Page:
Like most Rab shirts and jackets, the neck on the 165 Long Sleeve Zip Tee is less snug than the competition. This is likely due to the fact that Rab makes gear for climbers, who need the unrestricted movement. Kristin really liked the loose neck as she feels that collars on some other shirts are too restrictive. I didn’t mind the collar on the Rab, but I do prefer a more snug fit. Not only is it loose, it is not as tall as others. This helps performance in warmer weather, but is something to consider for really cold temperatures.
We tested the 165-weight fabric on many high-exertion activities in warm weather. Kristin often wore her shirt on hikes even when the temps rose above 70°F (21°C) (left). I was as comfortable as I could be on a late season ski trip in the Dolomites, with the weight of my ski gear, a long approach, and a high of 72°F (22°C) (right).
I really enjoyed the 120-weight MeCo fabric. The gossamer 120 Long Sleeve Tee was a pleasure to wear on days above 60°F (15°). I sweated less with the thin fabric and was comfortable as the moisture was absorbed by the shirt. The Long Sleeve Tee was light enough to wear in the warmest conditions, when I rolled up my sleeves, but also gave me the option of sun protection on my forearms.
On one hike, I gained 3100 feet (950 m) on an unshaded south-facing trail. The day was quite warm (75°F/24°C) and I was wearing a pack without any mesh back panel (left). When we stopped for lunch, my back was very sweaty and the shirt was wet. However, sweat was not visible as the fabric had efficiently wicked the moisture away from my skin and spread it over a greater surface area (right). This accomplished two things: increased comfort and faster drying (less than ten minutes).
We poured 50ml of water onto a 200 g/m2 Merino wool shirt (left) and the MeCo 165 Long Sleeve Zip Tee (right). The water naturally spreads out quickly on the 165 g/m2 MeCo shirt on the right, as contrasted to the visible water stain on the 100% wool shirt. The Cocona wicking works!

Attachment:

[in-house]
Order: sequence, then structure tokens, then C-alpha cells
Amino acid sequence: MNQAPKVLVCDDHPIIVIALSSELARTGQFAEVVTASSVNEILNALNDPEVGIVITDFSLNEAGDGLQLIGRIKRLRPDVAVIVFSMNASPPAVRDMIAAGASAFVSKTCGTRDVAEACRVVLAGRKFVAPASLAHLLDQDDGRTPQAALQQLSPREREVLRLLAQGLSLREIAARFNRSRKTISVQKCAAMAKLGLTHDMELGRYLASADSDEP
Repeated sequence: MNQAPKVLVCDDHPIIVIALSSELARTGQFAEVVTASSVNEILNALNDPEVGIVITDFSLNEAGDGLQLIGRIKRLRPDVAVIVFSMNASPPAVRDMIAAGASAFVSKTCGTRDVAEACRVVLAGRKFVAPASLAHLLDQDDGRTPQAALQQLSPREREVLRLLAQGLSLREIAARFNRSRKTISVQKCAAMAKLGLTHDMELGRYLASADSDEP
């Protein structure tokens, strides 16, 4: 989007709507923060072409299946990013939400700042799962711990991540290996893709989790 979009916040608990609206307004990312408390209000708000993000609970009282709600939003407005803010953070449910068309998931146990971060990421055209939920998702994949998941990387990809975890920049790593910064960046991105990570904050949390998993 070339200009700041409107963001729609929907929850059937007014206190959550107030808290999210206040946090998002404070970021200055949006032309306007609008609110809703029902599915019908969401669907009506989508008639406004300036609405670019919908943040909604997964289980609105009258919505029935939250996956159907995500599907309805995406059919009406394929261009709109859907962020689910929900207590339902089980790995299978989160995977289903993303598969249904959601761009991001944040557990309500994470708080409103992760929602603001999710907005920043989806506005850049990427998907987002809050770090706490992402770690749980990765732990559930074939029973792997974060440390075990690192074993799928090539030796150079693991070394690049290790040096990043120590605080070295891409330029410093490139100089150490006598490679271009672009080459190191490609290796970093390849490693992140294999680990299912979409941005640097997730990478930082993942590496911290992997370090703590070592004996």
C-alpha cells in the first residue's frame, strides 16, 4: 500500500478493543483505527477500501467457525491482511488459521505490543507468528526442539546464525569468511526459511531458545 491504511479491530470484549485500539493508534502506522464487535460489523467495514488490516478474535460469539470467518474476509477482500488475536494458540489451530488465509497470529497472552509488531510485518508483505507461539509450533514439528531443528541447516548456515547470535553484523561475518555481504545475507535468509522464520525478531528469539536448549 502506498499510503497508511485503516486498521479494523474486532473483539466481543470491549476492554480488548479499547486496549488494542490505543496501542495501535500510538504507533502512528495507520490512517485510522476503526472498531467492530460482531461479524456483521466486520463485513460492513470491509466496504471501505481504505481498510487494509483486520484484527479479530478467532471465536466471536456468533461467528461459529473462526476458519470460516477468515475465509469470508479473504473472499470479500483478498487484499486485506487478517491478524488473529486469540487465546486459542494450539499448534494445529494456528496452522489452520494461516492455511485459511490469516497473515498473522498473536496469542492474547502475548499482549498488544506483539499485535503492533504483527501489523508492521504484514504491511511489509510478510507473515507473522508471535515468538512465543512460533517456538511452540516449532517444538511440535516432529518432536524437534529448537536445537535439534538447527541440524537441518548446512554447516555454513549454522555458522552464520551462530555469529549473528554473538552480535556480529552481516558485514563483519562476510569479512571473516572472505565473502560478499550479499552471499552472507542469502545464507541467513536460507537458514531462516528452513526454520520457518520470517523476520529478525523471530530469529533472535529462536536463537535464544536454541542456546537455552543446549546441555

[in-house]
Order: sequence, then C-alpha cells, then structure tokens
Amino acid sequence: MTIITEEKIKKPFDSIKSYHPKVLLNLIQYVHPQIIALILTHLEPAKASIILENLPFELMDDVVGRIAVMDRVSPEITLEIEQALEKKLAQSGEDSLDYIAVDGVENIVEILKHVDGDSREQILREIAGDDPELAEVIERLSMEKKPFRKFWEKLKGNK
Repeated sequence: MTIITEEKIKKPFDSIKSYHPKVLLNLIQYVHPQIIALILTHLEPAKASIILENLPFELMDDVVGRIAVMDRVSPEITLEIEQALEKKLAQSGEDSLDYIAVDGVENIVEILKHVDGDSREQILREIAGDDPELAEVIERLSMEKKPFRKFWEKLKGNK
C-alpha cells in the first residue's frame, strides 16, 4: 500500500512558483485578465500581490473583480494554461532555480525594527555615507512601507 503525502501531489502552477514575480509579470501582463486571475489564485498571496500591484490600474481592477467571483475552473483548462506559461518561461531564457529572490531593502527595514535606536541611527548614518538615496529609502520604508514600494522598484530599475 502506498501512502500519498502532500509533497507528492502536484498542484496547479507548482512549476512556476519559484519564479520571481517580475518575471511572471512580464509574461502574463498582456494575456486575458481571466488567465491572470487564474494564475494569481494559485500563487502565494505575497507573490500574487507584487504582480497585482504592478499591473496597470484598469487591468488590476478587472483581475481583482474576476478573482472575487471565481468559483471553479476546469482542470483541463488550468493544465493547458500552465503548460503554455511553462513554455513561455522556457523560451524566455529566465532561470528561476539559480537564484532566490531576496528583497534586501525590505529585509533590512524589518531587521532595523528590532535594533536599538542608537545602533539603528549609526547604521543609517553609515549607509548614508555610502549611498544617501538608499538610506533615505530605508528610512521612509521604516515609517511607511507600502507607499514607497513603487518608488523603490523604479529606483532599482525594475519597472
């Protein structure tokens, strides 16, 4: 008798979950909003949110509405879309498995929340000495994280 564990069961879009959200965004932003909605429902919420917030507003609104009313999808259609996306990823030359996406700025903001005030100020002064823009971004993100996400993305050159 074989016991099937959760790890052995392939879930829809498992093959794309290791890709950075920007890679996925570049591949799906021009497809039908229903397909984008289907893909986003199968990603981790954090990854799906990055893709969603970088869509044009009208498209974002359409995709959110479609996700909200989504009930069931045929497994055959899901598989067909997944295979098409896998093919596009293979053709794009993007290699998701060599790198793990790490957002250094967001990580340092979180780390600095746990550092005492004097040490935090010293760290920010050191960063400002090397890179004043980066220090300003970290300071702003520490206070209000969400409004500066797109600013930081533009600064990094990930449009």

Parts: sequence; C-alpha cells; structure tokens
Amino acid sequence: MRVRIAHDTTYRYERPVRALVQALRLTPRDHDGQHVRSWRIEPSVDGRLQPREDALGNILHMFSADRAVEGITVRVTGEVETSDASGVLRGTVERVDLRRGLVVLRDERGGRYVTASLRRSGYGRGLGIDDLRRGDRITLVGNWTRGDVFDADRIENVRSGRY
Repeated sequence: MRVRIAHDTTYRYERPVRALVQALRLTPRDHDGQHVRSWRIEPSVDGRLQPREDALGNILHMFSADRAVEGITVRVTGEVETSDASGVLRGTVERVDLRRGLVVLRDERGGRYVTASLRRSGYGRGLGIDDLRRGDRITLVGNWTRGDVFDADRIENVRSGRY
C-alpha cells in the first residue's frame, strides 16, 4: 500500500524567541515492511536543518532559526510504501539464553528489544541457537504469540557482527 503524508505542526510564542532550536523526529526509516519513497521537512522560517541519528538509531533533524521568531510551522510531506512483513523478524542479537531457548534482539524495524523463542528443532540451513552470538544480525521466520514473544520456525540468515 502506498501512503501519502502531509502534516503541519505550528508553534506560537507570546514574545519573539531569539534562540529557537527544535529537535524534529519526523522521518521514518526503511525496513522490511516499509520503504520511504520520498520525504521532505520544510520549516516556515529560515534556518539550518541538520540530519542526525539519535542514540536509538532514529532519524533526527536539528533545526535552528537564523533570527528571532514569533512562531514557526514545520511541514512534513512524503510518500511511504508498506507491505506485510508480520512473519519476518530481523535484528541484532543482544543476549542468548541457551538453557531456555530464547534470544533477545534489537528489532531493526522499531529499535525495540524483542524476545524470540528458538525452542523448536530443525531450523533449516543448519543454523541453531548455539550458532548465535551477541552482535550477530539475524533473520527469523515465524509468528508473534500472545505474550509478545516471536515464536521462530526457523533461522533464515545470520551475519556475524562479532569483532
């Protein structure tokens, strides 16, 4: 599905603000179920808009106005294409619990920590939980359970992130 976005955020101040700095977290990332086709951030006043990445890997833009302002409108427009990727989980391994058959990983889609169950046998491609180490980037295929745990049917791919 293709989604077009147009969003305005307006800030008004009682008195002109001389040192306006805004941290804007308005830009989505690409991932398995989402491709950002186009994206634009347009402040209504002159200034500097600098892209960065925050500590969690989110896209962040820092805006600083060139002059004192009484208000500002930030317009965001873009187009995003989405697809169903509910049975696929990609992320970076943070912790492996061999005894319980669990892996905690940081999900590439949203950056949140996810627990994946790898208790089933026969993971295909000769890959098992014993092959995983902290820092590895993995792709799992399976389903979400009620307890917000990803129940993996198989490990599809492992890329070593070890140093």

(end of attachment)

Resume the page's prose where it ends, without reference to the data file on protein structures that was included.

How about the smell? We can say conclusively that these shirts have all the odor-fighting capability of pure wool. I wore the 165 Long Sleeve Zip Tee for two weeks straight. I usually hung it up at night to air out, but sometimes I wore it for days on end. There was no discernible odor or oil buildup in the shirt over those two weeks, or at any other time during our testing. Kristin also tested the shirts’ odor-fighting capability. However, her clothing rarely smells, so she is not the best subject for testing. These garments were no exception – her shirts never smelled badly. We only washed the shirts three or four times over the entire testing period. Even then, we usually washed the shirts because of food spills, which were removed without any residual stains.
In another test, I walked under a waterfall and drenched my 120 Long Sleeve Tee. It temporarily had the same distinctive smell that wool has when it is soaking wet. Wool-wearers know what I’m talking about. Typical sweating does not produce this odor.
A closeup of the pilling that formed on my 165 Long Sleeve Zip Tee.
Throughout the many months of hard use, the only issue we had was pilling on the face of the garments. This happened in all of the shirts and was present throughout the garment, not just the high-wear areas.